Another test, is sunlight test.  Place a pinch of the beads in a window or area, that gets direct sunlight for a few days.   Using white fabric, compare the test beads to the originals.  Is their colour loss or change?   Do not use these beads if your beading project will be touched by sunlight.

Now for my class project.  Our first lesson included “Scatter beads”; Bugle and Seed Beeds; and Curves.  I really like the curves… you can make it look like a piece of ribbon floating.

alice_beading_lesson_1

I am looking forward to Friday evening, when the next lesson is posted.  I am now using an “invisible” monofilament thread for the course.  We do not have any source for beading supplies (except the discount/dollar stores and Wal-Mart), so I am making do with what I have.  I could order online.  There are only a couple of places in Canada, and shipping would be pricey, unless I’m ordering $100 or more (not quite ready to jump there yet), or I could order from the US and pay more shipping as well as custom.   My next trip out of town, I’ll be checking a few places and see if I can find supplies through them.  If not… then I’ll bite the bullet and order online… hmmm… I wonder how much $100 worth of beads is?

You know, I should really schedule some time to actually sit and write.  I have so much to write about… and I just don’t get it done.  And now I’ve kind of put myself on the hook, so I had better keep up.

What am I babbling about?  Well, it all started quite some time ago.  I was asked by the Program Comittee of our Quilters’ Guild to do a presentation on Computers and Quilting.  The place we meet does not have internet access, so I was working on a few things getting ready for the presentation.  One of the topics to be discussed was Online Courses.  It is amazing in less than one year, how many online courses are now available at different websites.  Some are free, some require a membership, and of course there are the paid ones.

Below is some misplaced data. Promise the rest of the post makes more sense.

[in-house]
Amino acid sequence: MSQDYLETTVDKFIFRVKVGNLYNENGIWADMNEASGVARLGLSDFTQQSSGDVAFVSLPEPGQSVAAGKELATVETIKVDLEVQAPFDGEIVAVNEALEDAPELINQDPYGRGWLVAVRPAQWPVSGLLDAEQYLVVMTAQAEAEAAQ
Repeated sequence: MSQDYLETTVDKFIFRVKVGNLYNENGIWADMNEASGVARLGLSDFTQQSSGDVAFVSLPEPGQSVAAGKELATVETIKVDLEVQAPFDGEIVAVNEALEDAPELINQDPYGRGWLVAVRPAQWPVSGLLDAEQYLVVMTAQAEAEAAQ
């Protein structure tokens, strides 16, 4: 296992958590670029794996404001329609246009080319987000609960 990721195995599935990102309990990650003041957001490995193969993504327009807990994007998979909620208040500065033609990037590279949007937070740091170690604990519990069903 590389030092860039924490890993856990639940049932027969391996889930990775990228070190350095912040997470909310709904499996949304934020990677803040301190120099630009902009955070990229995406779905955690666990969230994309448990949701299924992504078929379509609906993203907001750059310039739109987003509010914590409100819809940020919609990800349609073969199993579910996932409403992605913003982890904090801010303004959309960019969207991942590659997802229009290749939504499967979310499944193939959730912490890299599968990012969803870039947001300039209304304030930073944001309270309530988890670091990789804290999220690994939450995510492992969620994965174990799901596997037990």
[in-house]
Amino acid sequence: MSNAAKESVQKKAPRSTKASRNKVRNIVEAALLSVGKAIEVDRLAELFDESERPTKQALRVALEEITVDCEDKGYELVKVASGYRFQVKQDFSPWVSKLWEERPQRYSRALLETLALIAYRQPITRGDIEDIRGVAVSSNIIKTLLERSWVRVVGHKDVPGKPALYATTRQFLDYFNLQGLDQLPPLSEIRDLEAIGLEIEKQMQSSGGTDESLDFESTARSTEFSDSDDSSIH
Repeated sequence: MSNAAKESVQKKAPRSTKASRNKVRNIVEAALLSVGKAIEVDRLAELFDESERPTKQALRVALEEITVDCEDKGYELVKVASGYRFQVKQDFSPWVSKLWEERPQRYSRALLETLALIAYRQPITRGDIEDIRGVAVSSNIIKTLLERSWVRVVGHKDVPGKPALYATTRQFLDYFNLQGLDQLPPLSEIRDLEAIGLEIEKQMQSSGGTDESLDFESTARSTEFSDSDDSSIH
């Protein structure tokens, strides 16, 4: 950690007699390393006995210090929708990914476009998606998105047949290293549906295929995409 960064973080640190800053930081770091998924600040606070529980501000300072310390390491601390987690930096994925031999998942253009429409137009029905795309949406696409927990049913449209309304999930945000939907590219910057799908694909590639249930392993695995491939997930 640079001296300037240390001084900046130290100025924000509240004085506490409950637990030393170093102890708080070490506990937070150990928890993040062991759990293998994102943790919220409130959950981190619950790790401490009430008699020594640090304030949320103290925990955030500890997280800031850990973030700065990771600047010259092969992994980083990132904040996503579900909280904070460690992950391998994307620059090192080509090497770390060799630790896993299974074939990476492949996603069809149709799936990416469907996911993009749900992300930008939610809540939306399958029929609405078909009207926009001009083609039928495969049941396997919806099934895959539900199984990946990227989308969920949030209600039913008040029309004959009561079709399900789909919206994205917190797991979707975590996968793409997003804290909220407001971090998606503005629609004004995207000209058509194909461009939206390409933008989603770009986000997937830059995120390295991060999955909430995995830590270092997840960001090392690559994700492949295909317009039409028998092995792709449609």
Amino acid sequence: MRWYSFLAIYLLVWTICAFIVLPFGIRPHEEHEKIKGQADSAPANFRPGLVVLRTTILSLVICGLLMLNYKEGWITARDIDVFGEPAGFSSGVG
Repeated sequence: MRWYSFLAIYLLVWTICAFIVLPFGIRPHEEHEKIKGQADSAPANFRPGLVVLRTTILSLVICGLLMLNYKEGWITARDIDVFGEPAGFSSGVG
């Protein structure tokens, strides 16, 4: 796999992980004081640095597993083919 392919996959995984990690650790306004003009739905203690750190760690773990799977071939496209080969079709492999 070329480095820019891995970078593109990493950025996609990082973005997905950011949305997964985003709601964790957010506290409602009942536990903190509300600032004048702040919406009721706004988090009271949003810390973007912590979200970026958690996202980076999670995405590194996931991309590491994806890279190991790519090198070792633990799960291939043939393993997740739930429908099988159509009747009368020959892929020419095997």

While checking out Quilt University I saw that they had a Beading class beginning January 23.  I thought it over, even brought it up at the discussion.   I jumped in and signed up for it on the day it began.  So now I am a student at Quilt University.

Now for a little more history on my Adventures with beading.

At the top of my blog, you’ll notice a bargello.  This is my first Bargello.  When I displayed it to my guild (in the fall of 2007), one of the members suggested I bead it.  I was aghast… I had no idea how to bead.  I let it slide.     A workshop was offered by our guild in early 2008 on beading and embellishing.  I wasn’t ready to pursue that venue, so I didn’t sign up for it, but I did show up to take some photos of the group, and what they were doing.  The bug hadn’t bit me yet.  I was asked to come and visit during the Spring Retreat, and to take some photos.  I had a lovely day, and I look forward to when I can actually participate in an entire weekend retreat.  Well, one of the members (actually the one who suggested I bead the bargello), asked if I wanted to do some beading.  I quickly explained, I had no idea what to do, and she very promptly told me that didn’t matter… put the thread on the needle, poke it in the fabric, put on a bead, and put it back through the fabric.  Sounds easy enough?  Well, it was, and I felt I got very creative with her piece.  Don’t know if it was to her liking, but no matter, I had fun with it anyhow.  The bug hit me!

In September’ish 2008, the bug bit me even more.  I decided I was going to quilt a setting sun, and sun rays on the bargello.  My first attempt did not appeal to me… There wasn’t enough contrast between the beads I was using, and the fabric.   I mentioned this to another guild member, and she offered to give me some suggestions.  I was heading to her place to teach her a few things on her computer.  WOW!  What great ideas.    So I’ve been working a little at a time on the Bargello, to get it ready for our Quilt Show in March.